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Comin' Thro' the Rye" is a poem written in 1782 by Robert Burns (1759–96). The words are put to the melody of the Scottish Minstrel Common' Frae The Town. This is a variant of the tune to which Auld Lang Syne is usually sung-the melodic shape is almost identical, the difference lying in the tempo and rhythm.
Aliases: Amy Stewart (2). Variations: Viewing All Nevada Van Der Veer. Annie Laurie, Comin' Thru The Rye. 2 versions.
Annie Laurie" is an old Scottish song based on a poem said to have been written by William Douglas (1682?–1748) of Dumfriesshire, about his romance with Annie Laurie (1682-1764). The words were modified and the tune was added by Alicia Scott in 1834/5. The song is also known as "Maxwelton Braes". William Douglas became a soldier in the Royal Scots and fought in Germany and Spain and rose to the rank of captain. He also fought at least two duels. He returned to his estate at Fingland in 1694.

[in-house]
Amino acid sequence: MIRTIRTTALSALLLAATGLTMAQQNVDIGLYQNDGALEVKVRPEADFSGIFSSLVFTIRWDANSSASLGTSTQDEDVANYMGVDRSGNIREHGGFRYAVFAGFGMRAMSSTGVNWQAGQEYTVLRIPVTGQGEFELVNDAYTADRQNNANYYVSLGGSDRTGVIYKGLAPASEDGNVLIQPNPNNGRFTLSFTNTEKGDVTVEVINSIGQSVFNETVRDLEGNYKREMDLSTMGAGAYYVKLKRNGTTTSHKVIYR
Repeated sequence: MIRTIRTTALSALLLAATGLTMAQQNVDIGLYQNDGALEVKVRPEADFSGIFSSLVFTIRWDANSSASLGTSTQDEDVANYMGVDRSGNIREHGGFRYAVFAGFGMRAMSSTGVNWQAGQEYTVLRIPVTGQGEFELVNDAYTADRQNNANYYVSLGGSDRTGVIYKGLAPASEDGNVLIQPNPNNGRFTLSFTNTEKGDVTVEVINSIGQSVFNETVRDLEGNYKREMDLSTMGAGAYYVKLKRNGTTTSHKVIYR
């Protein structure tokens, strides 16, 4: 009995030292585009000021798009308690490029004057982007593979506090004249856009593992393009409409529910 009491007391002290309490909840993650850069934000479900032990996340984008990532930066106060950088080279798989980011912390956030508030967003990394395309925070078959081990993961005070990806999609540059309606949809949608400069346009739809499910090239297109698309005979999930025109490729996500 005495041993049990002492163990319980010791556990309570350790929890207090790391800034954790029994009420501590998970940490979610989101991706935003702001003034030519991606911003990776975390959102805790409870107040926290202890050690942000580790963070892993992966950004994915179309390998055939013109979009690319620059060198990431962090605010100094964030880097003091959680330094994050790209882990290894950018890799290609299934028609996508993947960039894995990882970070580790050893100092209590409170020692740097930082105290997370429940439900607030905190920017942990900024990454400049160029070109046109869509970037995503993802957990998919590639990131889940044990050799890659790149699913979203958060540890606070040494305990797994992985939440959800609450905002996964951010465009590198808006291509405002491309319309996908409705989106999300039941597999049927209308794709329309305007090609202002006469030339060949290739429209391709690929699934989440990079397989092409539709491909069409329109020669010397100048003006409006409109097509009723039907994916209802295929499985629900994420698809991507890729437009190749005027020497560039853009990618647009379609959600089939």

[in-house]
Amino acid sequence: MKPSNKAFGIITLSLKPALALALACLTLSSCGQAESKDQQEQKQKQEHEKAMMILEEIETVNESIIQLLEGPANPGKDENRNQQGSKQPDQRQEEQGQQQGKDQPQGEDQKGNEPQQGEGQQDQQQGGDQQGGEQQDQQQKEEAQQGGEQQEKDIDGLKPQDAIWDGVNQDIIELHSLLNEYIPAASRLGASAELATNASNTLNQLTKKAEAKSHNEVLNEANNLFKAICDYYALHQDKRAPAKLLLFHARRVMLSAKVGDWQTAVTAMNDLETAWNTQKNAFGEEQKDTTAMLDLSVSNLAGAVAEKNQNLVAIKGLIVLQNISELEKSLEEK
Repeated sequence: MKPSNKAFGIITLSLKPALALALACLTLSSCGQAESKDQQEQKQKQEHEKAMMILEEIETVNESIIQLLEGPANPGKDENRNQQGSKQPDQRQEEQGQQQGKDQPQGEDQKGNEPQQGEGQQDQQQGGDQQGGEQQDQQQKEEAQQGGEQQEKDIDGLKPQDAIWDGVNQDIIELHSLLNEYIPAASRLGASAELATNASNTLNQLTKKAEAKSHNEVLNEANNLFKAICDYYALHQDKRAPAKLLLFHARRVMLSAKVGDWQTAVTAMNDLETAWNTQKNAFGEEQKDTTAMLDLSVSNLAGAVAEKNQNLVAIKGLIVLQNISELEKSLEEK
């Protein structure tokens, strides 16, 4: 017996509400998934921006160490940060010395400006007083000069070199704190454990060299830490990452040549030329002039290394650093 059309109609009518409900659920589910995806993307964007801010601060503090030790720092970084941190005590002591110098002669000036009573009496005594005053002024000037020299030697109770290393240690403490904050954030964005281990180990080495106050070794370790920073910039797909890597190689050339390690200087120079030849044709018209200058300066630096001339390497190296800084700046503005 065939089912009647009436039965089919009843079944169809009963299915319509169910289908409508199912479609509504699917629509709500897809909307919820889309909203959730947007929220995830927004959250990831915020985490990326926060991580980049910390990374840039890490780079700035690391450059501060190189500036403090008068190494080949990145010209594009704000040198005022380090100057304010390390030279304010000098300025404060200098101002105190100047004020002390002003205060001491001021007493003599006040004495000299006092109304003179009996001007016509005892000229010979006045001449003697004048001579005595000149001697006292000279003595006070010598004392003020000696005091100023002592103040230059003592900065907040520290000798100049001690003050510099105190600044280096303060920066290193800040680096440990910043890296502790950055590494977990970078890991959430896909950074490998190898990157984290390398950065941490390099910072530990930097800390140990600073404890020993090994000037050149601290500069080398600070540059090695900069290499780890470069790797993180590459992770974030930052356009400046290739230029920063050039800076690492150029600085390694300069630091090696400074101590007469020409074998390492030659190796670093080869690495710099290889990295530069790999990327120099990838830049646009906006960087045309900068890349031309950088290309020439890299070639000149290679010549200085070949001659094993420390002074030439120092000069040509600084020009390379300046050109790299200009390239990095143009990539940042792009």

People named Annie van der Meer.
Comin' Thro the Rye'. Instead of "meeting" a body in the rye, he remembers it as "catching" a body. Discussing the poem with his sister, Phoebe, Holden tells her a fantasy that he is a rescuer of children playing in a field of rye, and he is catching them before they fall off a cliff. The reference to the poem in "The Catcher in the Rye" has prompted writers and scholars to take a look at the source when discussing the novel
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|S-77||Nevada Vanderveer*||Annie Laurie / Comin' Thro' The Rye (Shellac, 10")||Bell Record||S-77||US||1921|